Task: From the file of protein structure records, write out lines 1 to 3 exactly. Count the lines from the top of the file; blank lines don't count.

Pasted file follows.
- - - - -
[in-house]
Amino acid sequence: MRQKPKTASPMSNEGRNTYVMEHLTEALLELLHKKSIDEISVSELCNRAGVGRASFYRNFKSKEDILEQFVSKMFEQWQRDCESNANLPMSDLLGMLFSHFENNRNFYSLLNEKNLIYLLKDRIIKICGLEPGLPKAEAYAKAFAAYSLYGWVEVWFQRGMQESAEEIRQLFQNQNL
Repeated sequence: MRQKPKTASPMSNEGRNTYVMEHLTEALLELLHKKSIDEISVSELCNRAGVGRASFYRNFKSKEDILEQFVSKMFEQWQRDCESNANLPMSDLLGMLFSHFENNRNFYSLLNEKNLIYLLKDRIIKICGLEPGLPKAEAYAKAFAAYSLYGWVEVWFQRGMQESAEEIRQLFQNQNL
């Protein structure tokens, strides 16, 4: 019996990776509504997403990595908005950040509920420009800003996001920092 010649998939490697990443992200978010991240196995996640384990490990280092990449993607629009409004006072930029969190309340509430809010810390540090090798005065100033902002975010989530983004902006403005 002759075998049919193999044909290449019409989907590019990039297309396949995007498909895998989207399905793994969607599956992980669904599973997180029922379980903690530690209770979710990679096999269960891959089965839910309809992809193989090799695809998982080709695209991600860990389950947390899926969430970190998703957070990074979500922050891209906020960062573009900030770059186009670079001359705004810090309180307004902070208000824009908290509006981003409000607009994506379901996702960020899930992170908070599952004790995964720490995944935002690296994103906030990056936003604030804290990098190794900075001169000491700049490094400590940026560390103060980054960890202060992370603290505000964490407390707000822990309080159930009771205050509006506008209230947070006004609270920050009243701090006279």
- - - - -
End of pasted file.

[in-house]
Amino acid sequence: MRQKPKTASPMSNEGRNTYVMEHLTEALLELLHKKSIDEISVSELCNRAGVGRASFYRNFKSKEDILEQFVSKMFEQWQRDCESNANLPMSDLLGMLFSHFENNRNFYSLLNEKNLIYLLKDRIIKICGLEPGLPKAEAYAKAFAAYSLYGWVEVWFQRGMQESAEEIRQLFQNQNL
Repeated sequence: MRQKPKTASPMSNEGRNTYVMEHLTEALLELLHKKSIDEISVSELCNRAGVGRASFYRNFKSKEDILEQFVSKMFEQWQRDCESNANLPMSDLLGMLFSHFENNRNFYSLLNEKNLIYLLKDRIIKICGLEPGLPKAEAYAKAFAAYSLYGWVEVWFQRGMQESAEEIRQLFQNQNL